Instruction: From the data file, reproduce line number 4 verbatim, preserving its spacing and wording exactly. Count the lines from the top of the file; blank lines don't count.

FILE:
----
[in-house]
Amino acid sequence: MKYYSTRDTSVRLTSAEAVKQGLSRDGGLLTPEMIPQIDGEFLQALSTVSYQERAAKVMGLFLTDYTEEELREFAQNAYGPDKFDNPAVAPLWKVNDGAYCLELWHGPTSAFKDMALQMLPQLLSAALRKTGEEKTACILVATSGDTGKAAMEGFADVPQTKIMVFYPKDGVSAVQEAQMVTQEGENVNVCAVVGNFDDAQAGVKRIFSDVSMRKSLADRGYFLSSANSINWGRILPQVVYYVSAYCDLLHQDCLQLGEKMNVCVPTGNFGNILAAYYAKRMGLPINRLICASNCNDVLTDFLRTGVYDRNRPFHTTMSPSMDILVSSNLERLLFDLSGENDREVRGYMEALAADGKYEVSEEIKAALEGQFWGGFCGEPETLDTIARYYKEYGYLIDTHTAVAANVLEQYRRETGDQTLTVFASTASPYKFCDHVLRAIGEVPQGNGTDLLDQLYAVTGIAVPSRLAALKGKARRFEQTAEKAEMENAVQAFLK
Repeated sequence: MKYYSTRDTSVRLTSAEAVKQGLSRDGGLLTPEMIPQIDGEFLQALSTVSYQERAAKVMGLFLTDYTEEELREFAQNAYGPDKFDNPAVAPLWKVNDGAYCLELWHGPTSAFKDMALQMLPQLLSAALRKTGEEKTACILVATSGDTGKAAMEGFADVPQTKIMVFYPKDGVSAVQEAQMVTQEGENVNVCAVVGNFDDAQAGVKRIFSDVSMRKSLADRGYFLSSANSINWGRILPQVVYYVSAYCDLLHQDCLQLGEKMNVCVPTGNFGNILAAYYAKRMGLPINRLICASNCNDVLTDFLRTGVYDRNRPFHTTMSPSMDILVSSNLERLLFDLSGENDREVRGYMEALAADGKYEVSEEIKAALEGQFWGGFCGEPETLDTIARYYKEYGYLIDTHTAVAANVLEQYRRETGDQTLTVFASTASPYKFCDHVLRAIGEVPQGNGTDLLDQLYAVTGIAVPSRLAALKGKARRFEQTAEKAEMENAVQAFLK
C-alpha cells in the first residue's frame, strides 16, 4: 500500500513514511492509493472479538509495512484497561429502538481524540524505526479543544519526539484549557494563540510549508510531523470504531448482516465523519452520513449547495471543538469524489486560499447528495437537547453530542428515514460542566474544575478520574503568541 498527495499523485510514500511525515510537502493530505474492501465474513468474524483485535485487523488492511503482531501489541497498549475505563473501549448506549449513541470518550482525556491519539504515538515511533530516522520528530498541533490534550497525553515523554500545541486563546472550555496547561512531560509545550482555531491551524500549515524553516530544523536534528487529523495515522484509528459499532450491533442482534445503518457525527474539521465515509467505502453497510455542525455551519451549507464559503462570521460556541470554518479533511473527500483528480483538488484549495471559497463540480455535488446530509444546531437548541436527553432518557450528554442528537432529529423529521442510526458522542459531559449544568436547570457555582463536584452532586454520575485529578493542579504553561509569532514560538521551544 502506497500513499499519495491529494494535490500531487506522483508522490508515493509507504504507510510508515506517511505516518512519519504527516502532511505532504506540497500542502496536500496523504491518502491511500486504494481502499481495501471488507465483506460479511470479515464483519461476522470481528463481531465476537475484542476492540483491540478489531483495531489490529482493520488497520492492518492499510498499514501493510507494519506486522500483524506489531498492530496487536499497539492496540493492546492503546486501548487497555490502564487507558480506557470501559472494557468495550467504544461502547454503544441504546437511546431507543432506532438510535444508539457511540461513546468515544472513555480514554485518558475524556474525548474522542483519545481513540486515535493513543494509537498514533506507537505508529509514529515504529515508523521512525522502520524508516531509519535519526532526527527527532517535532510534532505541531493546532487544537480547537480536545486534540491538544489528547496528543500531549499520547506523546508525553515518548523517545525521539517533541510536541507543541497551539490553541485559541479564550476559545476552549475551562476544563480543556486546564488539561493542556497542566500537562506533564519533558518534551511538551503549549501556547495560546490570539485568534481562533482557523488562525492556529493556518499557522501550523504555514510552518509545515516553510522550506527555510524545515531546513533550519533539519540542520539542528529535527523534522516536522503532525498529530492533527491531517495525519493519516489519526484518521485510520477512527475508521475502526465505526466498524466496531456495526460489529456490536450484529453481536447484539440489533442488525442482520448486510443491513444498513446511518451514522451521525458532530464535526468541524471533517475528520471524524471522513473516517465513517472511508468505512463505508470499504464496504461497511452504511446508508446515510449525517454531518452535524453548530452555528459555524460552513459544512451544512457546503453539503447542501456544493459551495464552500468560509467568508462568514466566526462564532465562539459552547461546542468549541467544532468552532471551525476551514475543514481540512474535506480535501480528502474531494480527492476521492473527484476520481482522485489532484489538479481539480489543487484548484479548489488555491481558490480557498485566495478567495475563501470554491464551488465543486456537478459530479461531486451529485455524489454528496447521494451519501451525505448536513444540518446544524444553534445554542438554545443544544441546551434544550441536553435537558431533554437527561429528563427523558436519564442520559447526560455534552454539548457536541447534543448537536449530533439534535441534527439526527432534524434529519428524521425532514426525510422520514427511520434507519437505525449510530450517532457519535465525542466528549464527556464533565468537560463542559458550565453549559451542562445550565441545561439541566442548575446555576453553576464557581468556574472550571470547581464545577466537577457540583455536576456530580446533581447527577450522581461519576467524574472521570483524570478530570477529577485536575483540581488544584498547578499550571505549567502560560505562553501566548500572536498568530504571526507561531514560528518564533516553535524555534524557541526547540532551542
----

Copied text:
C-alpha cells in the first residue's frame, strides 16, 4: 500500500513514511492509493472479538509495512484497561429502538481524540524505526479543544519526539484549557494563540510549508510531523470504531448482516465523519452520513449547495471543538469524489486560499447528495437537547453530542428515514460542566474544575478520574503568541 498527495499523485510514500511525515510537502493530505474492501465474513468474524483485535485487523488492511503482531501489541497498549475505563473501549448506549449513541470518550482525556491519539504515538515511533530516522520528530498541533490534550497525553515523554500545541486563546472550555496547561512531560509545550482555531491551524500549515524553516530544523536534528487529523495515522484509528459499532450491533442482534445503518457525527474539521465515509467505502453497510455542525455551519451549507464559503462570521460556541470554518479533511473527500483528480483538488484549495471559497463540480455535488446530509444546531437548541436527553432518557450528554442528537432529529423529521442510526458522542459531559449544568436547570457555582463536584452532586454520575485529578493542579504553561509569532514560538521551544 502506497500513499499519495491529494494535490500531487506522483508522490508515493509507504504507510510508515506517511505516518512519519504527516502532511505532504506540497500542502496536500496523504491518502491511500486504494481502499481495501471488507465483506460479511470479515464483519461476522470481528463481531465476537475484542476492540483491540478489531483495531489490529482493520488497520492492518492499510498499514501493510507494519506486522500483524506489531498492530496487536499497539492496540493492546492503546486501548487497555490502564487507558480506557470501559472494557468495550467504544461502547454503544441504546437511546431507543432506532438510535444508539457511540461513546468515544472513555480514554485518558475524556474525548474522542483519545481513540486515535493513543494509537498514533506507537505508529509514529515504529515508523521512525522502520524508516531509519535519526532526527527527532517535532510534532505541531493546532487544537480547537480536545486534540491538544489528547496528543500531549499520547506523546508525553515518548523517545525521539517533541510536541507543541497551539490553541485559541479564550476559545476552549475551562476544563480543556486546564488539561493542556497542566500537562506533564519533558518534551511538551503549549501556547495560546490570539485568534481562533482557523488562525492556529493556518499557522501550523504555514510552518509545515516553510522550506527555510524545515531546513533550519533539519540542520539542528529535527523534522516536522503532525498529530492533527491531517495525519493519516489519526484518521485510520477512527475508521475502526465505526466498524466496531456495526460489529456490536450484529453481536447484539440489533442488525442482520448486510443491513444498513446511518451514522451521525458532530464535526468541524471533517475528520471524524471522513473516517465513517472511508468505512463505508470499504464496504461497511452504511446508508446515510449525517454531518452535524453548530452555528459555524460552513459544512451544512457546503453539503447542501456544493459551495464552500468560509467568508462568514466566526462564532465562539459552547461546542468549541467544532468552532471551525476551514475543514481540512474535506480535501480528502474531494480527492476521492473527484476520481482522485489532484489538479481539480489543487484548484479548489488555491481558490480557498485566495478567495475563501470554491464551488465543486456537478459530479461531486451529485455524489454528496447521494451519501451525505448536513444540518446544524444553534445554542438554545443544544441546551434544550441536553435537558431533554437527561429528563427523558436519564442520559447526560455534552454539548457536541447534543448537536449530533439534535441534527439526527432534524434529519428524521425532514426525510422520514427511520434507519437505525449510530450517532457519535465525542466528549464527556464533565468537560463542559458550565453549559451542562445550565441545561439541566442548575446555576453553576464557581468556574472550571470547581464545577466537577457540583455536576456530580446533581447527577450522581461519576467524574472521570483524570478530570477529577485536575483540581488544584498547578499550571505549567502560560505562553501566548500572536498568530504571526507561531514560528518564533516553535524555534524557541526547540532551542